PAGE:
"Battle with famine" : Soviet relief and the Tatar Republic 1921-1922
Mizelle, Peter Christopher, Corcoran Department of History, University of Virginia
Geraci, Robert, Department of History, University of Virginia
Rossman, Jeffrey, Department of History, University of Virginia
Kassof, Brian, Department of History, University of Virginia
Lynch, Allen, Department of Politics, University of Virginia
This disseration looks at center-periphery relations through the lens of the Soviet relief campaign during the famine of 1921-1922. Despite its enormous shortcomings, the aid program allowed Moscow to achieve its goal of reviving agriculture in the crippled Volga region and marked a first step in the center's consolidation of power over the Volga provinces. The center's control over the railways, communication channels, and the media afforded the central authorities considerable leverage to pursue its agenda. At the same time, Moscow gained influence as the sole arbiter of which provinces would be considered "famine-stricken" and thus eligible for tax breaks and outside assistance. By dividing the country into two camps--the supposedly "prosperous" provinces and the famine region--the center was able to create a false dichotomy of "haves" and "have-nots" and then exploit the divisions between them. Those policies reinforced Moscow's traditional predominance over all aspects of economic and political life in the periphery.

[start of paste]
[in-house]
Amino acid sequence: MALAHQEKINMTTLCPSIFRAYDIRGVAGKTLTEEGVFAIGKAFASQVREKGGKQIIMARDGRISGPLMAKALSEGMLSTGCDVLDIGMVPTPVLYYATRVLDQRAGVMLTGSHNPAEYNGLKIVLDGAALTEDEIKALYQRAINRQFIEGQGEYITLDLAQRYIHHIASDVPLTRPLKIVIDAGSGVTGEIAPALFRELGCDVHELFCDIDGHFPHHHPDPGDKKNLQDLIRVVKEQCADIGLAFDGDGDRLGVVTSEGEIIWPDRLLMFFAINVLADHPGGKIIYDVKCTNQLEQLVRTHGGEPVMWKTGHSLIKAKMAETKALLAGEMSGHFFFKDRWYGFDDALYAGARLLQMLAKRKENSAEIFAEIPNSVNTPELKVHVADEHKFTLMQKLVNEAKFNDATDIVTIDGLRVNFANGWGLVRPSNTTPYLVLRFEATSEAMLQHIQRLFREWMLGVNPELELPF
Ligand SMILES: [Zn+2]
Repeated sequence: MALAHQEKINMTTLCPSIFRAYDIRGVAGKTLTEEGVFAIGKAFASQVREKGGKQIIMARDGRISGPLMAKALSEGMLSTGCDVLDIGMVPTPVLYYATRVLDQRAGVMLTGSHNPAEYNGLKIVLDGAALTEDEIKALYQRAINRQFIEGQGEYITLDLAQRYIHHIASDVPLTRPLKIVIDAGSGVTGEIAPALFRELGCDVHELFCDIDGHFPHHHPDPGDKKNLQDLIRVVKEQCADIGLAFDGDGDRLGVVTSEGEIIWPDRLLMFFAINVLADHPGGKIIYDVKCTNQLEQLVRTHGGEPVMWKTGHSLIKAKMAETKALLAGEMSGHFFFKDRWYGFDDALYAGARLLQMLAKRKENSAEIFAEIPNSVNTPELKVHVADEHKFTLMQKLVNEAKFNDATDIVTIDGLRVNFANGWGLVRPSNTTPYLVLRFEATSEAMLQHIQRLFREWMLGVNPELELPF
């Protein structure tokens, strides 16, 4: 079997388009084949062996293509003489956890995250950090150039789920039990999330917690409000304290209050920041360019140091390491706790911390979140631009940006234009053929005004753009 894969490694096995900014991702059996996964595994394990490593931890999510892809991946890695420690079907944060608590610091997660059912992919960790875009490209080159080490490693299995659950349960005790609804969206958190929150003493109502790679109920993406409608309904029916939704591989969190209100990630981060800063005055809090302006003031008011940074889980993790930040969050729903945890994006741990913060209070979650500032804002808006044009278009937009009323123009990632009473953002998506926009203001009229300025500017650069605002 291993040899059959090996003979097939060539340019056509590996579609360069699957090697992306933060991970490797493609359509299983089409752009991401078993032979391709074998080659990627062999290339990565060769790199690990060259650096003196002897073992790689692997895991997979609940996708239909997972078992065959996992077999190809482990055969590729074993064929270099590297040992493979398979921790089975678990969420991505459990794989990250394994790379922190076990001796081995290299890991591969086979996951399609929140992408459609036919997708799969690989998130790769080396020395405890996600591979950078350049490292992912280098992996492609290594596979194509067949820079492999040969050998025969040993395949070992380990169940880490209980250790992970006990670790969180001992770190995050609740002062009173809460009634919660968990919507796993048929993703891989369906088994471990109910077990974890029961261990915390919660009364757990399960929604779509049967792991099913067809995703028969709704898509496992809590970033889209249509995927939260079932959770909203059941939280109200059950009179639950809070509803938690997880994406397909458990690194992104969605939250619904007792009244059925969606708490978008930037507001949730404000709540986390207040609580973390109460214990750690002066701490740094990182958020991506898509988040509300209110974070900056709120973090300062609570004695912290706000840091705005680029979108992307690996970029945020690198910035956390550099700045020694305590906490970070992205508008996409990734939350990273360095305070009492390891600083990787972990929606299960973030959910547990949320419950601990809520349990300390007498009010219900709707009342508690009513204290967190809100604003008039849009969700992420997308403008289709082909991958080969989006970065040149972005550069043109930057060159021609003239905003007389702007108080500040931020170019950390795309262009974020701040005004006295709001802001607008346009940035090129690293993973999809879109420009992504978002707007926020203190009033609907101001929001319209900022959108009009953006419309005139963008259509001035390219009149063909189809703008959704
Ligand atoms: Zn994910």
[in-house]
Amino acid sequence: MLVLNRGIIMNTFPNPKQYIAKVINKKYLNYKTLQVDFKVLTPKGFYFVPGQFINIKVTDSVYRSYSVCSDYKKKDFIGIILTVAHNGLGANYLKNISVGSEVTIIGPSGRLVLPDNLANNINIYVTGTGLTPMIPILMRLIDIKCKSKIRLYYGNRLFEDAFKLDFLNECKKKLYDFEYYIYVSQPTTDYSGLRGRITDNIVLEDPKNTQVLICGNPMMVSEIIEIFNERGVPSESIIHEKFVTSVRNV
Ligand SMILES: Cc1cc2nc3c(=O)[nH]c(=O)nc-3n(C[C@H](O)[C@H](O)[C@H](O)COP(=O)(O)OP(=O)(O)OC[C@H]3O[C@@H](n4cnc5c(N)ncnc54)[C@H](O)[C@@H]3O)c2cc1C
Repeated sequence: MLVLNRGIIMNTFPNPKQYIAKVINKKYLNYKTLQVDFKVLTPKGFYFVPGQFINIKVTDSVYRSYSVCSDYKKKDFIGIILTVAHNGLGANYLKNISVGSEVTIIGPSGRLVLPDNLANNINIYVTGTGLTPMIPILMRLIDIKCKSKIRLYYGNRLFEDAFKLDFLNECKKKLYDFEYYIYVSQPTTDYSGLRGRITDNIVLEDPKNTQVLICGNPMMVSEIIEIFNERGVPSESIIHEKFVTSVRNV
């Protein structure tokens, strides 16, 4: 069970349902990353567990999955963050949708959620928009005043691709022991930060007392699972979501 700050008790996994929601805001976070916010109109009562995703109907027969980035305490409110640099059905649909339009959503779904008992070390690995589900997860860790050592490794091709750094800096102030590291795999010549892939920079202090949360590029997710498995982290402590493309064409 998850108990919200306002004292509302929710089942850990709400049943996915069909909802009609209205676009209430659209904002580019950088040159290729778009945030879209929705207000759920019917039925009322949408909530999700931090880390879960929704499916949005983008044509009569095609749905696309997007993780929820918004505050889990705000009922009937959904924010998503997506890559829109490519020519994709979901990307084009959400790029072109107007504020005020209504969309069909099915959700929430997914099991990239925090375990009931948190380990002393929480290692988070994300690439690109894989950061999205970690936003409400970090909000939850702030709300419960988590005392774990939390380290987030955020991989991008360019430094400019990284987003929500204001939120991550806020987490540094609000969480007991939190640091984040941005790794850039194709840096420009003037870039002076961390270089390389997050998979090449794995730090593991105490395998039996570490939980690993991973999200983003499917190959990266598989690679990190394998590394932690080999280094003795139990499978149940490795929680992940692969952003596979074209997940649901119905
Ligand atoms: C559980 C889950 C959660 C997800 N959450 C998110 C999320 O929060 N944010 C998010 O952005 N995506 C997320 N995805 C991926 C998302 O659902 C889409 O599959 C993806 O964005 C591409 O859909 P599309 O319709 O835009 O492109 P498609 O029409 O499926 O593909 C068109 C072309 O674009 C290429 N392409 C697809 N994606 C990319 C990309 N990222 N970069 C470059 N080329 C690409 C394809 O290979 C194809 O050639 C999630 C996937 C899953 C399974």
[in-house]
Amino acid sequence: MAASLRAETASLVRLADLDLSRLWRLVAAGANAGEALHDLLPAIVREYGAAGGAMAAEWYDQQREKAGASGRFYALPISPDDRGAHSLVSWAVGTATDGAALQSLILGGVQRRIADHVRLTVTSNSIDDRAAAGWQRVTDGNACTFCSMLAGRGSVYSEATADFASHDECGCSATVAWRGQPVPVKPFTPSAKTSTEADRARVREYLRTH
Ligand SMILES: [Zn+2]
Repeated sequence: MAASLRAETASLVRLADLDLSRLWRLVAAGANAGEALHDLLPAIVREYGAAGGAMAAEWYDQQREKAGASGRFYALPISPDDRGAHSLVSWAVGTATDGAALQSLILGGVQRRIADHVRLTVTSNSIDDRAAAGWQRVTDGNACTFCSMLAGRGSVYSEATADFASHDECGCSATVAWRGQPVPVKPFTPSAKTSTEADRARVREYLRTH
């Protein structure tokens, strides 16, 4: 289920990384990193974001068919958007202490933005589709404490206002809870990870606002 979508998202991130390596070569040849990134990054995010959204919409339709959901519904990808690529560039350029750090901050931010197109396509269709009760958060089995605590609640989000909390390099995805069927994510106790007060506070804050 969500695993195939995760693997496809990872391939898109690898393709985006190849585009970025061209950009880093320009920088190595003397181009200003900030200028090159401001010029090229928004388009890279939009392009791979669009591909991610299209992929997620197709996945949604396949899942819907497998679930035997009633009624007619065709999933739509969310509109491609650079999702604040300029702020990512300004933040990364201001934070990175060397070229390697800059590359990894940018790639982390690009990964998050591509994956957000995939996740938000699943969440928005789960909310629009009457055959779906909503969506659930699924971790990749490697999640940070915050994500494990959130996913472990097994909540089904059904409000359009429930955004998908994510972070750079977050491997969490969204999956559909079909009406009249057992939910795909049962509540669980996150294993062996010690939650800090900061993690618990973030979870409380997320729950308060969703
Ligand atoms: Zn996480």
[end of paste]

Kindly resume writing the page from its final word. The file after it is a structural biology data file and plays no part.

The interplay of centrifugal and centripetal forces was particularly evident in the case of the Tatar Autonomous Soviet Socialist Republic (TASSR), where issues of nationality made the dividing line between center and periphery more distinct. The rule of the Left communists under Sakhibgrarei Said--Galiev-particularly its unstinting support for the Moscow line during its year in power, 1920-1921--was perhaps the most important factor in the rapid development of famine in the Tatar Republic. This view was apparently shared by the majority of Party members in the TASSR, as seen in their decision to remove Said-Galiev from office in the summer of 1921. Blaming the leftists for causing the famine and their failure to react decisively to the crisis, the new Rightist government aggressively promoted its relief efforts despite a paucity of resources and a lack of central support.
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PHD (Doctor of Philosophy)
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